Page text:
TRIBUTE TO JOHNNY CASH – (MUSIC FOR PLEASURE MFP 5264) 1972

“Folsom Prison Blues”

Frank Sheen sings ‘smash hits’ Cash style

A record finding excursion in Chester-le-Street last month produced this obscure Johnny Cash tribute album, his well-known numbers re-imagined by Frank Sheen. There’s not a lot of information online about Frank other than the fact that he was a British singer-songwriter. He wrote “Newspaper Man” recorded by John Smith & the New Sound in 1968.

Back cover liners:

It was back in 1955 that a somewhat shy ex-G.I. called John Cash from Dyess, Arkansas, stepped into the Sun record studio in Memphis to cut his first record for Sam Philips. “Hey Porter” and “Cry, Cry, Cry” were cut and released, and the rest is history.

In this tribute by Frank Sheen, many of Cash’s greatest songs are featured with the original treatments, as far as possible. Remember the ‘Tijuana’ sound of “Ring Of Fire”, faithfully reproduced here as the opening track, followed in contrast by the hit from 1959, “Don’t Take Your Guns To Town”, a stark and moving song.

Carl Perkins wrote the gospel-tinged hand-clapping song “Daddy Sang Bass”, which features some fine chorus work behind Frank’s vocals. Finishing off Side One, we have again contrast in time from “Man In Black”, one of Cash’s most recent offerings, to “I Walk The Line”, Cash’s first million-seller with Sun records back in 1956.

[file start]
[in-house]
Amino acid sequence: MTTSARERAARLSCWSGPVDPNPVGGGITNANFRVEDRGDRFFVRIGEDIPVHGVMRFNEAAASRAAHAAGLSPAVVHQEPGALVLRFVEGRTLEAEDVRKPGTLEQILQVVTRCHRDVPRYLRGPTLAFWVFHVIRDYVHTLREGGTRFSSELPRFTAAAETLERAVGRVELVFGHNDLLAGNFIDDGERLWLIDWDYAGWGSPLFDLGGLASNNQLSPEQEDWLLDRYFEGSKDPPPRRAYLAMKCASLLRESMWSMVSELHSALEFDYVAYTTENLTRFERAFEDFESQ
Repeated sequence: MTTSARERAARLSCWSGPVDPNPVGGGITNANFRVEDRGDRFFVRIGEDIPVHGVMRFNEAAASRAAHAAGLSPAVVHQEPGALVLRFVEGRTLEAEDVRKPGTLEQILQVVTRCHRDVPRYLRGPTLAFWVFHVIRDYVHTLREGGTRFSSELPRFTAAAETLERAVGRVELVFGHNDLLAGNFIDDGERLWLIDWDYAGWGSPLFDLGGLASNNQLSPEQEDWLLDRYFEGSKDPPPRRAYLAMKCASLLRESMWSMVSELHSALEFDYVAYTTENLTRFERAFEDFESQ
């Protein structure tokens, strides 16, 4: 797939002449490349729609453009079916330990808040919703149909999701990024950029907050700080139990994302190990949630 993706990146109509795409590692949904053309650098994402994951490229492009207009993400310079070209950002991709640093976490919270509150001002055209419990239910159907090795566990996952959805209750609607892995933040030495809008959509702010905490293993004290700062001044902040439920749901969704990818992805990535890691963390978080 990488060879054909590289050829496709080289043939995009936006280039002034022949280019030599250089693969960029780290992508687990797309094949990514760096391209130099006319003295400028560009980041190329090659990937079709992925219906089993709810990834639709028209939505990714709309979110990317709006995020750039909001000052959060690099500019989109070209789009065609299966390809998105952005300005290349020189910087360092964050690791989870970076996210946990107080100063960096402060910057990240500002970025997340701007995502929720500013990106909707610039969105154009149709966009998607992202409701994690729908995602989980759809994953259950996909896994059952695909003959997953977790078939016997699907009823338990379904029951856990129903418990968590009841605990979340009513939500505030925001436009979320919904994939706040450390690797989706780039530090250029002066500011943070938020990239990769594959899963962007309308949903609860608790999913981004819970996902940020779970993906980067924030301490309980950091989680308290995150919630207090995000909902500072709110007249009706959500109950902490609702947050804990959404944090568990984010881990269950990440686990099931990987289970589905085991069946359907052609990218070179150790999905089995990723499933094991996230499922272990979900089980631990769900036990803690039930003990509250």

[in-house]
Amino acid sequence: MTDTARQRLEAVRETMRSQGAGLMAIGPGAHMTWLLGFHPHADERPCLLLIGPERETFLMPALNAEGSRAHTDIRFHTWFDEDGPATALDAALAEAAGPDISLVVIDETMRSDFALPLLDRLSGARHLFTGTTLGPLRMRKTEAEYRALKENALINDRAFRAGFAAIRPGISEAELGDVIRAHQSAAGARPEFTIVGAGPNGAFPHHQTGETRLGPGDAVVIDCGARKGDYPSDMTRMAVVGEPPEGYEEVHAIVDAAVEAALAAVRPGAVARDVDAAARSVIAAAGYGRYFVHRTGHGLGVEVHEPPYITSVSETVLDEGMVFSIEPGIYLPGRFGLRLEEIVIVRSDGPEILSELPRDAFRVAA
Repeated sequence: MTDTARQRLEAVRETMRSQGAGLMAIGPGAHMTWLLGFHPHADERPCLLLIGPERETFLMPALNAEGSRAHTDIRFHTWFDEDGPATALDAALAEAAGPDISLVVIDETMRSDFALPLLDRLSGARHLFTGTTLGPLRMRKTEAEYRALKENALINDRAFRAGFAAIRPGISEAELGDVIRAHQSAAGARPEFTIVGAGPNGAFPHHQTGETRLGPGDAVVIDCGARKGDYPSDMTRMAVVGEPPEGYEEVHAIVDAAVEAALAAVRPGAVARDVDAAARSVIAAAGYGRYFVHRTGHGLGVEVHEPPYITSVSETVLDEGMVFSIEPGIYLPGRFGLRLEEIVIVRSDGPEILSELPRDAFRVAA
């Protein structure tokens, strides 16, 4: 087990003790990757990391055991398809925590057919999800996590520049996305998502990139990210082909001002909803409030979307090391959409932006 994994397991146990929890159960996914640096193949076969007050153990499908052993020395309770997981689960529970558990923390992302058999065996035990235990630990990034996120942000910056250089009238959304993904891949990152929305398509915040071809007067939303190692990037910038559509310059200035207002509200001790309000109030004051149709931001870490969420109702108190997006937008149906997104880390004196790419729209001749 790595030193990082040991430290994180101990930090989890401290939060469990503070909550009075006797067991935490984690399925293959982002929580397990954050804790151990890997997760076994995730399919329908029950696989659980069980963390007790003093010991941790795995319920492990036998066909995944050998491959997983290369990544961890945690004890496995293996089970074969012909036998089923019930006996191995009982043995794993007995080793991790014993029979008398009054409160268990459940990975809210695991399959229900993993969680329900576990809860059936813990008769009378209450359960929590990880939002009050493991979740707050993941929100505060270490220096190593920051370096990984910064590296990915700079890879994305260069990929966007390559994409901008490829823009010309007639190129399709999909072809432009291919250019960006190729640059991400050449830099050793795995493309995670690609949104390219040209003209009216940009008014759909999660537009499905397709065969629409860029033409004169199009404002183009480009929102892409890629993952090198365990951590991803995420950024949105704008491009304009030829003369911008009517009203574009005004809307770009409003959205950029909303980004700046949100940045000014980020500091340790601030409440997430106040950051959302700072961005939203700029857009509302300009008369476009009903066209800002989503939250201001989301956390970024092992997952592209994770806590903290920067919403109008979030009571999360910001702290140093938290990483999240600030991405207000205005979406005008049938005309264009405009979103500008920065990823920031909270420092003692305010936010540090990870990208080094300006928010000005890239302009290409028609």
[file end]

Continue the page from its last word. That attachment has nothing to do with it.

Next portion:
It was back in the ’20s that Vernon Dalhart had the first million-seller of “Wreck Of The Old ’97”. Much later, in 1957, Johnny Cash wrote some new words and here Frank Sheen puts the whole lot together, complete with authentic Western train whistle roaring through the instrumental passages.

Ira Hayes puts over a poignant plea for the Indians; “I Got Stripes” is vintage Cash from 1959 and full of guts. ‘Robin Hoods’ of crime have always been with us, and Cash’s tribute to Ned Kelly, the famous Australian bush-ranger, immortalises one of the most notorious.

“Folsom Prison Blues” was the song that took Cash from being a top Country star to international stardom, and the brilliant “Boy Named Sue”, penned by Shel Silverstein, confirmed the status.

Many people have sung Johnny Cash songs, but here is a quite outstanding tribute to the ‘man in black’. Take a listen, and I’m quite sure you won’t be disappointed.

“Folsom Prison Blues”

charity shop purchase @ £1

One comment

Leave a Reply